The figurative language of Elizabeth Strout

Reading time: Just over 1 minute

I like to share interesting pieces of figurative language I encounter in my reading. I write today about a series of similes and metaphors from Elizabeth Strout…

I’ve admired the writing of Elizabeth Strout (pictured above) ever since I read her remarkable Pulitzer-Prize winning novel Olive Kitteridge. For her acute attention to detail and for her plain, simple language, beautifully expressed, I like to call Strout an American Alice Munro.

Strout’s novel Anything is Possible almost matches Olive Kitteridge, with its unforgettable cast of small-town characters, and exquisite figurative language. Here are my favourite examples of that writing in her new book:

  • The entire town talked of her mother’s affair with Mr. Delaney, and to Patty it felt like her head had been cut off and was moving in a different direction from her body.
  • Panic, like a large minnow darting upstream, moved back and forth inside him.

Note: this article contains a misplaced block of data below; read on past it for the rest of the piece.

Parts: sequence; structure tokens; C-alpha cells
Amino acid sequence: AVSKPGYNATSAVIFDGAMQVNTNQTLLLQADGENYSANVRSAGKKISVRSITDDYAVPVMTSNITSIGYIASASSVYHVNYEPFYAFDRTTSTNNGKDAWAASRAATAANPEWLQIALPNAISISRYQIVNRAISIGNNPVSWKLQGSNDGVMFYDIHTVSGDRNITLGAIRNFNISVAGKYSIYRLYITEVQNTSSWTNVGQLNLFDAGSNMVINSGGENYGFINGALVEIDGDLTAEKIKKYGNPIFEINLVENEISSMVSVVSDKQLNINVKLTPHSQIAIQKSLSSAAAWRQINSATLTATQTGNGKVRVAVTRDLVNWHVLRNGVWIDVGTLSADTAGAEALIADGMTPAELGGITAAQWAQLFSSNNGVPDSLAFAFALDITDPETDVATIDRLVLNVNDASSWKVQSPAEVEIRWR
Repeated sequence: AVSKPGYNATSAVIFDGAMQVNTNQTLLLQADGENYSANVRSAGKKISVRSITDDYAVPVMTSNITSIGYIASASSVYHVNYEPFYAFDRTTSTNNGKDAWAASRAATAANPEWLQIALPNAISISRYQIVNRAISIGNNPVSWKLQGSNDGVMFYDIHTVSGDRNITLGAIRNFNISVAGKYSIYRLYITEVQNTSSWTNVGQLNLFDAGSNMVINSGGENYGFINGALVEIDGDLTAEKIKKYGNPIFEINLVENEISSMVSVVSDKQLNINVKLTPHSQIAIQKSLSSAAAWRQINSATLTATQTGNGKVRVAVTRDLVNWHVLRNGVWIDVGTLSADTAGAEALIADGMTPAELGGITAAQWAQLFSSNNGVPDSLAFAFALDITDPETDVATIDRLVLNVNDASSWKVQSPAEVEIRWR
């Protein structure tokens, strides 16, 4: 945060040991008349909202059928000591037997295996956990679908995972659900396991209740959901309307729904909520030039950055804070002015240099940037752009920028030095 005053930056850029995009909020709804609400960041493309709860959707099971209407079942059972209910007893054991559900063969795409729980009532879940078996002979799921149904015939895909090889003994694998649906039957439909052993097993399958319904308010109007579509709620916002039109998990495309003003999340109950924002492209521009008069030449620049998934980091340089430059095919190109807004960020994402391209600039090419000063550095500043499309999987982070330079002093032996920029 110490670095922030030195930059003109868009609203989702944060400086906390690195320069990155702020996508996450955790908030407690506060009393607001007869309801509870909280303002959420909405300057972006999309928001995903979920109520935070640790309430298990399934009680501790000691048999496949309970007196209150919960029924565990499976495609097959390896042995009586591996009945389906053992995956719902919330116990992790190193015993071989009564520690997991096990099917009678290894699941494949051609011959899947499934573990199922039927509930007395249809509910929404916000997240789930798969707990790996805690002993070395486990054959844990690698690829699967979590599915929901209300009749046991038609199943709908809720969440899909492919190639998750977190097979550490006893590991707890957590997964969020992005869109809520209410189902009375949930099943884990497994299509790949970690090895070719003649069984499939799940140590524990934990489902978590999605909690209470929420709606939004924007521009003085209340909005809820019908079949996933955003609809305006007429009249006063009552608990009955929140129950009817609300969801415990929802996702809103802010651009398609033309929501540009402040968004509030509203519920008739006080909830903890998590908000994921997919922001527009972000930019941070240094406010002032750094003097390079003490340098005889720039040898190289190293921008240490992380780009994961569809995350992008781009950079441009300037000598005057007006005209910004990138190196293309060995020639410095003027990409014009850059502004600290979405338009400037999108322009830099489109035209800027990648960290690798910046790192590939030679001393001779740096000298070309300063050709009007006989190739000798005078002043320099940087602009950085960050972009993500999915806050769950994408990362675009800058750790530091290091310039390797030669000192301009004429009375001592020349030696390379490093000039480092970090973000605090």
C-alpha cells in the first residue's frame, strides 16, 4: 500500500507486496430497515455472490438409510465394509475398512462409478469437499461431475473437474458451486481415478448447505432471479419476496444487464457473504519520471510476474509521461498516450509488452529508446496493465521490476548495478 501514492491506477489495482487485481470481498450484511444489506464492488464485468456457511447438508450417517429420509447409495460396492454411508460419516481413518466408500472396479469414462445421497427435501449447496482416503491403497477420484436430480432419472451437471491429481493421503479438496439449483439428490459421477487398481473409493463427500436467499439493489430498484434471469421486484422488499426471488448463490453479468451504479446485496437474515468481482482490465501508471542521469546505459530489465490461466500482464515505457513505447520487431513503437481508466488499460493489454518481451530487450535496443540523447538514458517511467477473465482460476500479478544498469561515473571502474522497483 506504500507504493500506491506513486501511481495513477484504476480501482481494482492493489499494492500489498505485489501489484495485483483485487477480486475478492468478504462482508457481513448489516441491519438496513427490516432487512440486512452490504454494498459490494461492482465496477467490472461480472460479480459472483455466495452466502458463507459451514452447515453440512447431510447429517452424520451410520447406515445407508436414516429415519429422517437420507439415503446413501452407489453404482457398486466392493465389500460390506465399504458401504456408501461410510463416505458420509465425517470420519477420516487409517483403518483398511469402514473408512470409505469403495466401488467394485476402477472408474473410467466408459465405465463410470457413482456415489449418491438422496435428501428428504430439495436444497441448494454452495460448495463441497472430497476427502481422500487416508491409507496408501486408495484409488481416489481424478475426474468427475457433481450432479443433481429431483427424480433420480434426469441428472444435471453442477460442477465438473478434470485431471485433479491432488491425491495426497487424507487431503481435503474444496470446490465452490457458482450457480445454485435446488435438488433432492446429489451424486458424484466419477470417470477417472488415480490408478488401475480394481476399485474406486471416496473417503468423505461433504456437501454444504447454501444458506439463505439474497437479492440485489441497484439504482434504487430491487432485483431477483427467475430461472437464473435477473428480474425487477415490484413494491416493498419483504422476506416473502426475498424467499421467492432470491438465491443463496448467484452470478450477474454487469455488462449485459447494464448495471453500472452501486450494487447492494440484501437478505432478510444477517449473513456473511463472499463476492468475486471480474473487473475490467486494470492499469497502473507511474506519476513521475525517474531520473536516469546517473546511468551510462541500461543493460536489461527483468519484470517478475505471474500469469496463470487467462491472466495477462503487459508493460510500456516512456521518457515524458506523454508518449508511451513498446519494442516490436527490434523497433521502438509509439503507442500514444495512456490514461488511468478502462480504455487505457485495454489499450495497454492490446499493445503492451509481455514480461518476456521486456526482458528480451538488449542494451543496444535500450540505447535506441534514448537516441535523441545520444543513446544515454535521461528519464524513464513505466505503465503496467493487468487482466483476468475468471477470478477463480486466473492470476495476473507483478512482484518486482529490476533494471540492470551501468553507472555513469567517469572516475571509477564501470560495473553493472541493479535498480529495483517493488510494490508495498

• When Pete looked at Lucy, he saw that she had no lipstick on, and he felt a tiny shudder go through him, as though his soul had a toothache.
  • Dottie was, in fact, a bit older than Mrs. Small, but Dottie had taken to the Internet like a paddlefish waiting for water…
  • She gave Dottie a quick smile then, and what passed over her face was a look that cause Dottie to feel for a moment as if a small fish had swum through her stomach, a feeling she recognized as s symptom of— well, almost pity, though pity was a confusing thing, Dottie would hate for people to pity her, as she knew had been done in the past.
  • She kept his registration form the way a child would keep a ticket stub as a souvenir of a special day.
  • Her grandmother’s house was a small square house, and in the long white months of winter the house seemed stark and bare naked, the windows like eyes stuck open, looking toward the farm.
  • The walk back up the road to her house, holding her father’s hand, the fields quieting in their brightness, the trees darkening to a navy green, the milky sun that was the color of the snow.

An earlier version of this post first appeared on my blog on  Feb. 22/18.

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